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SOCI 377 (1)
Eran Shor (1)

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McGill University
Sociology (Arts)
SOCI 377
Eran Shor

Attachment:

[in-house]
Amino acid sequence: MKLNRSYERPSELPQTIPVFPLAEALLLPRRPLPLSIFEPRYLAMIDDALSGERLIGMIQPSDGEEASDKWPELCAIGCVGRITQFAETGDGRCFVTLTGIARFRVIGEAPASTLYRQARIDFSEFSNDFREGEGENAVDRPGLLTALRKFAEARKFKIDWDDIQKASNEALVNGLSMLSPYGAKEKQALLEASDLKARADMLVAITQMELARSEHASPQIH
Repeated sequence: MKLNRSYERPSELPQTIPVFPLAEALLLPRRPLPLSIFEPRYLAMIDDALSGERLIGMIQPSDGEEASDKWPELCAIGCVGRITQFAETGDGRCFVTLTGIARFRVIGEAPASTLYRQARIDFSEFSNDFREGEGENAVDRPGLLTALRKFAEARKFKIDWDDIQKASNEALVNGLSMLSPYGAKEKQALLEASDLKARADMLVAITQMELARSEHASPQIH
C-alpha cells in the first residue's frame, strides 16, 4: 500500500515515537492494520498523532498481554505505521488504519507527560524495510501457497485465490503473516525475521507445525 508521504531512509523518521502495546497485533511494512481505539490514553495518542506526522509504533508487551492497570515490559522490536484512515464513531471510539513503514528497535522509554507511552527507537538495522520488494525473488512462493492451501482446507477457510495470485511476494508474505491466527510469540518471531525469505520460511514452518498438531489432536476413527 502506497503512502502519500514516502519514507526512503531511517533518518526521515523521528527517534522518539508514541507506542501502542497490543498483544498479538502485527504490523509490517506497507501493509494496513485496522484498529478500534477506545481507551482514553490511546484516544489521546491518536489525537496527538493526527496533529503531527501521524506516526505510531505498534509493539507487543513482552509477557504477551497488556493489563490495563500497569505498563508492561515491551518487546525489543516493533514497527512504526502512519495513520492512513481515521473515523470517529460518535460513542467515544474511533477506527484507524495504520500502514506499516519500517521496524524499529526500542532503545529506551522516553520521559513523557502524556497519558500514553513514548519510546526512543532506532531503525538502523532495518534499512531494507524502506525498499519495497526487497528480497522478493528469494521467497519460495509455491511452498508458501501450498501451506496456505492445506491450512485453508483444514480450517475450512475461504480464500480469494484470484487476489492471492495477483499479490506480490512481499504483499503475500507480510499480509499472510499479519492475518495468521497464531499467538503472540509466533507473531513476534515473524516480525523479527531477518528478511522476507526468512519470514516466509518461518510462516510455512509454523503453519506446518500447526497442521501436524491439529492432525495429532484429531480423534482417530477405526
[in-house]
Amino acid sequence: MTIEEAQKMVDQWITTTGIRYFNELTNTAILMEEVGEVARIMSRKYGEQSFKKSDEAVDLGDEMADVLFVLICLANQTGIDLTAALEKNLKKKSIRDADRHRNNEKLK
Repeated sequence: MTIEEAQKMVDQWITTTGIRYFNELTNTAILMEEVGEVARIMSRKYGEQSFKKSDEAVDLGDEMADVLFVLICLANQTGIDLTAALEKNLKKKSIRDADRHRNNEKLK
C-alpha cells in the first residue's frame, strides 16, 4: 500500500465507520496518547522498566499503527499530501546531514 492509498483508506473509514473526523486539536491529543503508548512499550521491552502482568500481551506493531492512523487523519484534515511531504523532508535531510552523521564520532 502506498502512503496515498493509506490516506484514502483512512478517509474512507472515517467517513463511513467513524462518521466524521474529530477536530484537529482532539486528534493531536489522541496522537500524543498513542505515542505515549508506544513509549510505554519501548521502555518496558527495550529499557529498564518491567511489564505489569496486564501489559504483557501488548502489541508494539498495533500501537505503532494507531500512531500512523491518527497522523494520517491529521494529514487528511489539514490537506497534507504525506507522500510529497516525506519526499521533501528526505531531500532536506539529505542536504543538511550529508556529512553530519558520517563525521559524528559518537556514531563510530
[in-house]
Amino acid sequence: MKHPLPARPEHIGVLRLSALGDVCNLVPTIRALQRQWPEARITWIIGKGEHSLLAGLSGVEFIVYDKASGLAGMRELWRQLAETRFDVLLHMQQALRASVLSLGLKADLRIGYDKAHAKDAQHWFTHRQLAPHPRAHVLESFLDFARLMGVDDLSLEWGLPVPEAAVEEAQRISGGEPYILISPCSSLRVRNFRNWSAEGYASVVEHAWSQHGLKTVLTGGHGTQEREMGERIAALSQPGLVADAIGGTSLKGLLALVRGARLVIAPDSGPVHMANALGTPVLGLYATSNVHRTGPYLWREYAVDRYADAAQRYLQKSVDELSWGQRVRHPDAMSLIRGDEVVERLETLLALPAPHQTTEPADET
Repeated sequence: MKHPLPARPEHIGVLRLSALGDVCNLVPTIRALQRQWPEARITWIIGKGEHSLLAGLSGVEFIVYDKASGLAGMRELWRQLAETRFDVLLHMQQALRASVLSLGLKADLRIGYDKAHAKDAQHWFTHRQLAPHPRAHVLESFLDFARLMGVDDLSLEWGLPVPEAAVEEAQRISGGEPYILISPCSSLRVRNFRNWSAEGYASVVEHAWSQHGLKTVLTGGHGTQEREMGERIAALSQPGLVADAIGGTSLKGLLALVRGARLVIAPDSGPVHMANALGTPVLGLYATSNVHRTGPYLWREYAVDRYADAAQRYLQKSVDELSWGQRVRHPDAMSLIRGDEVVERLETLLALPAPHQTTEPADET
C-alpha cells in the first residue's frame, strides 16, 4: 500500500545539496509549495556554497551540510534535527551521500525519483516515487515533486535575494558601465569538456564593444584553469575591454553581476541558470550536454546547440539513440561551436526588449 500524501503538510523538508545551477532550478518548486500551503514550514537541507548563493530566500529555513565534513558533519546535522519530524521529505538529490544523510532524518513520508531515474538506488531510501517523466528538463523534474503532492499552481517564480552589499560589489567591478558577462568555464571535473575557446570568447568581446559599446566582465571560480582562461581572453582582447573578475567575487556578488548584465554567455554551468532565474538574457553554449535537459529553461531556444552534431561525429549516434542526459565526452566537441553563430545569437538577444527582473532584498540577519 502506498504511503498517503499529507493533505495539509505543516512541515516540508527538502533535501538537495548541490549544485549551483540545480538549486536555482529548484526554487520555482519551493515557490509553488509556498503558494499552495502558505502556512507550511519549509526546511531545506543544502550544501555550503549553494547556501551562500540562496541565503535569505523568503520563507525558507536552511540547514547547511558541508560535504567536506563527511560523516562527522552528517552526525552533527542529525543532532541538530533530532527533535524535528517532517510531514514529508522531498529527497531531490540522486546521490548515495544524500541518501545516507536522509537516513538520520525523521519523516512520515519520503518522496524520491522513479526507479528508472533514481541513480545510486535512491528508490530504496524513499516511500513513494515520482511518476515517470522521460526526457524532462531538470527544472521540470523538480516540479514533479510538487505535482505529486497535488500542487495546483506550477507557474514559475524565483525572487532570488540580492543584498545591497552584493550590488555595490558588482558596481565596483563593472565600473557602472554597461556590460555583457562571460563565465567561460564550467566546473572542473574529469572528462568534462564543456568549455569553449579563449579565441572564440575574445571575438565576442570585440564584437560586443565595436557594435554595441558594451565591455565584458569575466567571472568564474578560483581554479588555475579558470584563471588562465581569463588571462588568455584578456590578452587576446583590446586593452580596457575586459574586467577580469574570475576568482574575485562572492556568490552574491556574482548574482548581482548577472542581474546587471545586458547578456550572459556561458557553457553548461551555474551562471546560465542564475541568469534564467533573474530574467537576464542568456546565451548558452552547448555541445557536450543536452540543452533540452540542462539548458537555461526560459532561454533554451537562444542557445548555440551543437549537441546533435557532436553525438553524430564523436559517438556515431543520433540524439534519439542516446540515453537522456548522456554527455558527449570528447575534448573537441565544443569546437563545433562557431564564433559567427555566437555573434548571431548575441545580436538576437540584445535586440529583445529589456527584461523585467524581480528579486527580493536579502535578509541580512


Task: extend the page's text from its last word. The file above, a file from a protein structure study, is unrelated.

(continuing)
Deviance readings: Week 11 The Myth of Mental Illness, Thomas S. Szasz Today mental illness is widely regarded as the cause of innumerable diverse happenings (similar to such explanatory concepts as deities and witches, etc) Goal: describe the main uses to which the concept of mental illness has been put, argue that it has outlived it‟s usefulness and that it now functions merely as a convenient truth. Mental Illness as a Sign of Brain Disease If mental illness is a sign of brain disease this implies that people cannot have troubles from anything but disease. All problems in living are attributed to physiochemical processes Mental illnesses are thus regarded as basically no different than all other diseases 2 fundamental errors with this: 1. A person‟s beliefs cannot be explained by a defect or disease of the nervous system 2. Epistemological: an error pertaining not to any mistakes in observation or reasoning, as such, but rather to the way in which we organize and express our knowledge. a. The statement “x is a mental symptom” involves rendering a judgment b. The notion of a mental symptom is tied to the social context in which it is made Mental symptoms definition: a patient‟s communications about himself, others, and the world about him SUM: What they mean is that people labeled as mentally ill suffer from diseases of the brain and it would be clearer if they said that instead. Mental Illness as a Name for Problems in Living Implicit in this view (of mental illness as the cause of human disharmony) that social intercourse between people is regarded as something inherently harmonious, its disturbance being due solely to the presence of “mental illness” in many people. Concept of illness implies deviation from some clearly defined norm The norm from which deviation is measured whenever one speaks of a metnal illness is a psycho-social and ethical one YET the remedy is sought in terms of medical measures. What defines the norms and hence the deviation? 2 basic answers 1. May be the person himself who decides he is deviant 2. May be someone other than the patient who decides the patient is deviant  Whose agent is the psychiatrist? This changes the ethical concerns The Role of Ethics in Psychiatry  Anything that people do takes place in a context of value  By making the practice of medicine neutral in regard to some specific issues of value need not, and cannot, mean that it can be kept free from all such values. o It does make a difference what the psychiatrist‟s socioethical orientations happen to be; for these will influence his diagnosis/treatment of the patient. o Also, people seek psychiatric help in accordance with their social status and ethical beliefs.  What is intended by the idea that mental illness is some sort of disease entity is that it can somehow be transmitted to others o No support for this idea o Author believes that what we call mental illness are for the most part communications expressing unacceptable ideas.  This disease model doesn‟t accept that o Human relations are inherently fraught with difficulties and to make them even relatively harmonious requires much patience and hard work. Choice, Responsibility, and Psychiatry Mental illnesses do not exist BUT the social and psychological occurrences to which this label is currently attached do exist. Authors Aim: phenomena now called mental illnesses should be looked at afresh and removed from the category of illness and regarded as expressions of a man’s struggle with the problem of how he should live. Man suffers a burden of understanding and this burden is to be expected. Our only rational means for lightening it is more understanding. Conclusions  The notion of mental illness now functions as a convenient myth.  The role of all these belief-systems was to act as a social tranquilizer.  Life for most people is a continuous struggle.  It is the making of good choices in life that others regard, retrospectively, as good mental health o NOT that mental health automatically insures the making of right and safe choices in one‟s conduct of life  What we have are problems of living. On Being Sane in Insane Places, D.L. Rosenhan Normality and abnormality are not universal  What is normal in one culture may be abnormal in another DSM/APA view:  Patients present symptoms, those symptoms can be categorized, and, implicitly, that the sane are distinguishable from the insane.  Psychiatric diagnoses, in this view, are in the minds of the observers and are not valid summaries of characteristics displayed by the observed. o Diagnoses betray little about the patient but much about the environment in which an observer finds him 8 sane people gained secret admission to 12 different hospitals. Pseudopatients and Their Settings  Varied group, some studying psych or in health profession, some not.  All employed pseudonyms, kept everything else the same  Hospitals were located in 5 different states on east and west coast  At admission the patients said they heard voices, often unclear but sometimes saying “empty”, “hollow”, “thud”  Voices were unfamiliar but of same sex as patient  Beyond alleging the symptoms and falsifying name, vocation, and employment, no further altercation of person, history, or circumstances were made.  Immediately after admission to the psychiatric ward the pseudopatient ceased simulating any symptoms of abnormality. The Normal are Not Detectably Sane  The pseudopatients were never detected  Each was discharged with a diagnosis of schizophrenia “in remission”  Once labeled schizophrenic the pseudopatient was stuck with that label  Uniform failure to recognize sanity o Cannot be attributed to  Quality of the hospital because they varied in quality and some were considered excellent  Length of stay, which varied from 7-52 days. Avg 19 days  Fact that they weren‟t behaving sanely  Quite common for other patients to “Detect” the pseudopatients sanity o Possible causes  Physicians operate with strong bias toward type 2 error  More inclined to call healthy person sick a sick person health Another experiment  Staff at hospital informed that in next 3 months a pseudopatient would be arriving.  Staff rated each patient with a 10 point-scale reflecting confidence that a patient was a fake o 41/193 patients were alleged, with high confidence, to be pseudopatients by at least one member of the staff o 23 were considered suspect by at least one psychiatrist o 19 were suspected by one psychiatrist AND one other staff member o No pseudopatient was actually presented during this period  This is instructive: o Tendency to designate sane people as insane can be reversed when the stakes are high o But what of the 19 suspected to be sane by 1 psychiatrist and 1 other staff member?  Were they truly sane or were the staff making more errors of the first sort – calling the crazy “sane”?  Any diagnostic process that can have such massive errors cannot be very reliable!!! The Stickiness of Psychodiagnostic Labels  Elements are given meaning by the context in which they occur  Once a person is designated abnormal all of his other behaviors and characteristics are colored by that label  The perception of a pseudopatients‟ circumstances was shaped entirely by the diagnosis  Even the patients‟ note taking was characterized as suspicious “writing behaviour”  Notes taken by pseudopatients are full of (non-pseudo) patient behaviours that were misinterpreted by well-intentioned staff  The label endures well beyond discharged, with the unconfirmed expectation that he will behave as a schizophrenic again.  This label also affects relatives and friends, as well as the patient himself, as a self-fulfilling prophecy  It seems much more useful to limit our discussions to behaviors, the stimuli that provoke them, and their correlates. The Experience of Psychiatric Hospitalization The mentally ill are society‟s lepers This attitude affects the general population as well as health professionals  Staff and patients are very segregated – as if the disorder is catching  Staff spend most of their time in “the cage”  Percent of time spent outside cage: Attendants: 11.3  # of times left cage: o Daytime nurses: 11.5 o Nighttime nurses: 9.4 o Physicians (emerged onto ward): 6.7  Most power = least time with patients Powerlessness and Depersonalization Powerlessness:  Patients are deprived of many legal rights by dint of psychiatric commitment o Ex: freedom of movement, loss of credibility, privacy, etc Depersonalization:  Pseudopatients had the sense they were invisible or at least unworthy of account  Initial examinations sometimes in semipu